Activités / Activities

2017

29 septembre, Septembre 29th, 3:00 – 5:00 pm
Margaret Morrison, University of Toronto
“Building Theories: Strategies not Blueprints”
Local W-5215, 5eme étage, Pavillon Thérèse-Casgrain (W), 455, Boulevard René-Lévesque Est, Université du Québec à Montréal (UQAM) (PLAN/MAP)
Conférence co-organisée avec / Co-organized talk with the Département de philosophie de l’UQAM

12 mai, May 12th, 3:00 – 5:00 pm
Daniel Andler, Université Paris 4 Sorbonne
“How interesting is critical naturalism?”
Local W-5215, 5eme étage, Pavillon Thérèse-Casgrain (W), 455, Boulevard René-Lévesque Est, Université du Québec à Montréal (UQAM) (PLAN/MAP)
Critical naturalism is a position vis-à-vis scientific naturalism which I defend in my recent book, La Silhouette de l’humain, and which supports the ongoing naturalization programs of cognitive science, neuroscience, and evolutionary social science, while denying to them final authority in the understanding of human affairs. As a midway position, it doesn’t sound very exciting, and may seem easy enough to defend. I will first fill it out, and then attempt to show that it is less than obvious but nevertheless correct.

24 mars, March 24th, 1:00 – 3:00 pm
Gillian Barker, The University of Western Ontario
“Functions, Agents, and the Global Environmental Crisis”
Local W-5215, 5eme étage, Pavillon Thérèse-Casgrain (W), 455, Boulevard René-Lévesque Est, Université du Québec à Montréal (UQAM) (PLAN/MAP)
Conférence co-organisée avec / Co-organized talk with Fillosophie

17 mars / March 17th, 9:30 – 11:00 am
Peter Galison, Harvard University
“The Objectivity of Science”
Philosophy seminar room #927, 9th floor, Leacock building, McGill University (PLAN/MAP)
Conférence co-organisée avec / Co-organized talk with the Philosophy Department at McGill

2 février / February 2nd, 3:30 – 5:30pm
Martin Carrier, University of Bielefeld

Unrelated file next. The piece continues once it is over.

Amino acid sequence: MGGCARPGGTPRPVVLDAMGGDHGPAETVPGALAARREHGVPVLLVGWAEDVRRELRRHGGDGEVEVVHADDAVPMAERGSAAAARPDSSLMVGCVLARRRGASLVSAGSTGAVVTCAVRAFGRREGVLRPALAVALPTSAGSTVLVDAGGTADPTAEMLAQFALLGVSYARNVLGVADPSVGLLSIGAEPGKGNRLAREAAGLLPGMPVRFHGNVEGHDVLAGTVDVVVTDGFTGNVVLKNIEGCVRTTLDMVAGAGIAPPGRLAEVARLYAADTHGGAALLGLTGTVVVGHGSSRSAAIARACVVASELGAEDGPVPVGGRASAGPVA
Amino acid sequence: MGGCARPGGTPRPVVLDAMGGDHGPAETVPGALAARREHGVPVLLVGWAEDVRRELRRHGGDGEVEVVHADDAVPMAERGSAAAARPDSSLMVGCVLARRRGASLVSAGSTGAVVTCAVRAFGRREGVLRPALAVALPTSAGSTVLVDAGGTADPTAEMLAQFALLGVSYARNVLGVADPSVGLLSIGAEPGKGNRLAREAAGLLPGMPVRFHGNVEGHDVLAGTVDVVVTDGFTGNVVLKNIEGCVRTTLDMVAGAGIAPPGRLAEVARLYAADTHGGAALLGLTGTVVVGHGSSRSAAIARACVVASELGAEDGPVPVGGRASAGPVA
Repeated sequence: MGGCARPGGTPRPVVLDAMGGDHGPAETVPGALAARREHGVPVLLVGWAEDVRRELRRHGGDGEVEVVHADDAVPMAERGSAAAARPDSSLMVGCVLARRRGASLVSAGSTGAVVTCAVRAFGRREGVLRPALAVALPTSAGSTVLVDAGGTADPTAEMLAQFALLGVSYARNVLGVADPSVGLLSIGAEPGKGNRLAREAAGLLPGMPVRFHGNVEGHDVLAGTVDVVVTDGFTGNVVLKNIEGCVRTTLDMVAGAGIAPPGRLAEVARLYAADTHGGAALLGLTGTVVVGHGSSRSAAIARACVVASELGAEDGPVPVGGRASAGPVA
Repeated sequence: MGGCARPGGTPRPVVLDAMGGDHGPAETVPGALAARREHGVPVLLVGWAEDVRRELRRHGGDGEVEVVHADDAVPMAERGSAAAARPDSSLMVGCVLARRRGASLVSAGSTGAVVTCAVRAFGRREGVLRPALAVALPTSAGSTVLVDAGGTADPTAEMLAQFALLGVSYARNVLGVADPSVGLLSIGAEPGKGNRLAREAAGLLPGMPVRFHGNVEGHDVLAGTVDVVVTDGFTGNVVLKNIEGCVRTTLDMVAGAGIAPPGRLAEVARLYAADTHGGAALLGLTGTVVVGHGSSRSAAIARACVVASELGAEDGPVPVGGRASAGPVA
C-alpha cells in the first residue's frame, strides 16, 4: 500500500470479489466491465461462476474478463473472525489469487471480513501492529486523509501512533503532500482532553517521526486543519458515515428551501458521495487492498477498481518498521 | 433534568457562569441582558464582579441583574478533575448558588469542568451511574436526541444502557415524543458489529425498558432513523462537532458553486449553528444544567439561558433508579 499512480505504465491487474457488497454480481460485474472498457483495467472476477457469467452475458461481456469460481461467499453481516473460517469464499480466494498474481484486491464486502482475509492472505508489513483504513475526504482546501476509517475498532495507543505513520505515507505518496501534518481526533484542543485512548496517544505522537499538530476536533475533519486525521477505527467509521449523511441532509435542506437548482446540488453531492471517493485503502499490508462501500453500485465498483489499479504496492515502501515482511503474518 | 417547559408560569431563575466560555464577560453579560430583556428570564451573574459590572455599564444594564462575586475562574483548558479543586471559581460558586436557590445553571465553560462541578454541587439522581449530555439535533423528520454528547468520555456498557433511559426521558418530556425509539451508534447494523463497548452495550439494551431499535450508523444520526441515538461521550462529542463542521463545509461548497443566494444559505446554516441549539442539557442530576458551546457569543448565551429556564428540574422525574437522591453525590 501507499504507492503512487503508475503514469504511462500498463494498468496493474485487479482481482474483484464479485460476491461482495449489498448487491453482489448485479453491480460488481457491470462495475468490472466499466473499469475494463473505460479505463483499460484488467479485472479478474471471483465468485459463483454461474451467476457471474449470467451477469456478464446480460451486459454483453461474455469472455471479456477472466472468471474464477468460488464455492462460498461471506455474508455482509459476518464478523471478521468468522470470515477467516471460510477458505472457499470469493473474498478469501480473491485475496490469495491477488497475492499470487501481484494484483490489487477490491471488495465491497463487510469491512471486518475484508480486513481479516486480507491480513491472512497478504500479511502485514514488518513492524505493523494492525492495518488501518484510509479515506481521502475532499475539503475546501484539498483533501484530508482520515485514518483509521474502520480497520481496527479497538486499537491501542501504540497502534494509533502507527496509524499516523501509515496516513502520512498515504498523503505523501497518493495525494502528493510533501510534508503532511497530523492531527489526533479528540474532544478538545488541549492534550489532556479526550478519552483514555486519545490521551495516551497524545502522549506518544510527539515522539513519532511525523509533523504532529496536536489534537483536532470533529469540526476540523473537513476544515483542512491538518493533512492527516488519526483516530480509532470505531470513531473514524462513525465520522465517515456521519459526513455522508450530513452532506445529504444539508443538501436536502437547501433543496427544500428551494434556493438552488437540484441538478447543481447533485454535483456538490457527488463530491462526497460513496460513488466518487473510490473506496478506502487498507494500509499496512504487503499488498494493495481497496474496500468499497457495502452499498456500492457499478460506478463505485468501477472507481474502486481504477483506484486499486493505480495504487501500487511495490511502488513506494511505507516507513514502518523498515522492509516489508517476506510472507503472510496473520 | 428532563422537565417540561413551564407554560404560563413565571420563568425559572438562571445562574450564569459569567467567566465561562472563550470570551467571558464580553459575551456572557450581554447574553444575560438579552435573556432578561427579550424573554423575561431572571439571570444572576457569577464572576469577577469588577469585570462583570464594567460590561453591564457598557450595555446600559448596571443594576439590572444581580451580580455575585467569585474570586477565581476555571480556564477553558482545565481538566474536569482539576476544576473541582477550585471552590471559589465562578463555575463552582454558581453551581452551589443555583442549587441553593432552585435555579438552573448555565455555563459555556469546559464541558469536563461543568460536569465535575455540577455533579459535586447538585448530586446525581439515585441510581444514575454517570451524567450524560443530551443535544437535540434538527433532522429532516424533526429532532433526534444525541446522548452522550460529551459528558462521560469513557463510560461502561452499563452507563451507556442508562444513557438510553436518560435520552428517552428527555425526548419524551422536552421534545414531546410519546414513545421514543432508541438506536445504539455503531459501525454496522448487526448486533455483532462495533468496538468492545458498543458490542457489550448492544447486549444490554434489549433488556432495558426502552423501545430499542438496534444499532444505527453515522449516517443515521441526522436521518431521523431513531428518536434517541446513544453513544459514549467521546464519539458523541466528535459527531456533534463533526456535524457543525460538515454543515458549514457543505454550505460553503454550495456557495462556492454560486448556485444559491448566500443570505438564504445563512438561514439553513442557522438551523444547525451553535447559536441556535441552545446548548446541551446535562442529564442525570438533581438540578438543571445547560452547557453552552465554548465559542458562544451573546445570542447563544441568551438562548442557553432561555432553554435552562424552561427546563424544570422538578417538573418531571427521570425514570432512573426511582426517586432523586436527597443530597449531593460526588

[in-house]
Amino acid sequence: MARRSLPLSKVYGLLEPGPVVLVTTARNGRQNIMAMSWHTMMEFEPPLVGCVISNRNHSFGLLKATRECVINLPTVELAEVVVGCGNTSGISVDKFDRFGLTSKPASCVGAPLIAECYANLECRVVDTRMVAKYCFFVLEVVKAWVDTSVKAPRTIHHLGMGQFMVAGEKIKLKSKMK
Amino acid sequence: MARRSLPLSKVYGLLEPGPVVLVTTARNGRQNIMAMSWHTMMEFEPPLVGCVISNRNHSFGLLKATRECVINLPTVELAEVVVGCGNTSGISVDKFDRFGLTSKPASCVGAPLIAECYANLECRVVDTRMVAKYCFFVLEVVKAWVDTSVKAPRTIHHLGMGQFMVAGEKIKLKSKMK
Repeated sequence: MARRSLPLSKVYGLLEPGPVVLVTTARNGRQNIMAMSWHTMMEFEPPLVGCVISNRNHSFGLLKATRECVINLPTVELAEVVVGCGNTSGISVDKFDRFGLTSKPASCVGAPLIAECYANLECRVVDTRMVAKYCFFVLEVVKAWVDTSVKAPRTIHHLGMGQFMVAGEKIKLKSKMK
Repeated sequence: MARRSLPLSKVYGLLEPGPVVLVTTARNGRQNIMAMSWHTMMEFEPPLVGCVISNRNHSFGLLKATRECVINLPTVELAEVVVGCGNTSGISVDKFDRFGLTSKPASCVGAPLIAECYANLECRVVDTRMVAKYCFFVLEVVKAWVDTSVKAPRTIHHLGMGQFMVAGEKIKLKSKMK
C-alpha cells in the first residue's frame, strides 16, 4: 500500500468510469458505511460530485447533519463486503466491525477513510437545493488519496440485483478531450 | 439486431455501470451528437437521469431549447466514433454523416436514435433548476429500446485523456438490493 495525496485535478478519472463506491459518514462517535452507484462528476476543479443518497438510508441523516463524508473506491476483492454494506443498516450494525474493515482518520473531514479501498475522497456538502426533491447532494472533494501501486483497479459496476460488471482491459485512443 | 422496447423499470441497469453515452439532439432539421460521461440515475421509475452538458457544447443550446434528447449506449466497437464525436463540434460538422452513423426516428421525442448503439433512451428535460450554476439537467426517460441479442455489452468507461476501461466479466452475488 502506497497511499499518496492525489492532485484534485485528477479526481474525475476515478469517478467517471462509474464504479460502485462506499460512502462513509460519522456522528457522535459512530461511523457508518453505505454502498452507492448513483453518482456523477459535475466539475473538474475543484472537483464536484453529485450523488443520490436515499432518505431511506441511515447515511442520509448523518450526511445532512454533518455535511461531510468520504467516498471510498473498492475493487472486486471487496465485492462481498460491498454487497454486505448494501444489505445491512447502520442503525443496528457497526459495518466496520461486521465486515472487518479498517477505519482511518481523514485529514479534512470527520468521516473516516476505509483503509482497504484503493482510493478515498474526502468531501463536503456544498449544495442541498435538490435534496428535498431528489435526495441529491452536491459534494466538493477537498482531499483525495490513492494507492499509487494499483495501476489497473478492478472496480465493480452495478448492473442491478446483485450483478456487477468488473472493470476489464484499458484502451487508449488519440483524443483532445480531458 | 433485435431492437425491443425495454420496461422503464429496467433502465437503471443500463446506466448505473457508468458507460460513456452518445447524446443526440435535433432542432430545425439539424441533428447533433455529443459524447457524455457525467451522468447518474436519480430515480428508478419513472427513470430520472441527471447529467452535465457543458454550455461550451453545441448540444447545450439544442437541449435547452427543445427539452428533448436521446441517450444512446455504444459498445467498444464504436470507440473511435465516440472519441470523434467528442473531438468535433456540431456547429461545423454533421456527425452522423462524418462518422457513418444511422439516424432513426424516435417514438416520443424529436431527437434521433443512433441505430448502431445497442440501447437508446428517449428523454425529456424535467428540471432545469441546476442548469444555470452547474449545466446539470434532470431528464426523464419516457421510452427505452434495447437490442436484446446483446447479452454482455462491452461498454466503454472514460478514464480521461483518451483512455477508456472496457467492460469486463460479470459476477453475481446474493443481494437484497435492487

“Agnotological Challenges: How to Capture the Production of Ignorance”
Philosophy seminar room #927, 9th floor, Leacock building, McGill University (PLAN/MAP)
Agnotology concerns the creation and preservation of confusion and ignorance. Certain positions are advocated in order to promote economic, political, or metaphysical interests with the result of creating mock controversies or maintaining unjustified agreement. I propose to identify agnotological ploys by the discrepancy between the conclusions suggested by the design of the study at hand and the conclusions actually drawn or intimated. Agnotological ploys are characterized by the unrecognized difference between those issues for which a study is sensitive and those issues that feature in its interpretation. This mechanism of “false advertising” serves to implement agnotological endeavors without having to invoke the motivations of the relevant agents. I discuss three agnotological cases, i.e., studies on bisphenol A, Bt-maize/Roundup, and Oslo’s airport Gardermoen. Agnotological challenges are best met by transparency and plurality. The former requires recognizing the partial character of a study and the latter encourages conducting a different study so as to achieve a more balanced picture. The identification of agnotological moves serves to curb the manifold of contrasting assumptions that characteristically goes along with pluralism. Identifying agnotological endeavors is a means for weeding out approaches that look fitting at first glance, but are blatantly inappropriate, in fact. Pinpointing agnotological endeavors helps transform a pluralist manifold into a manageable range of alternatives.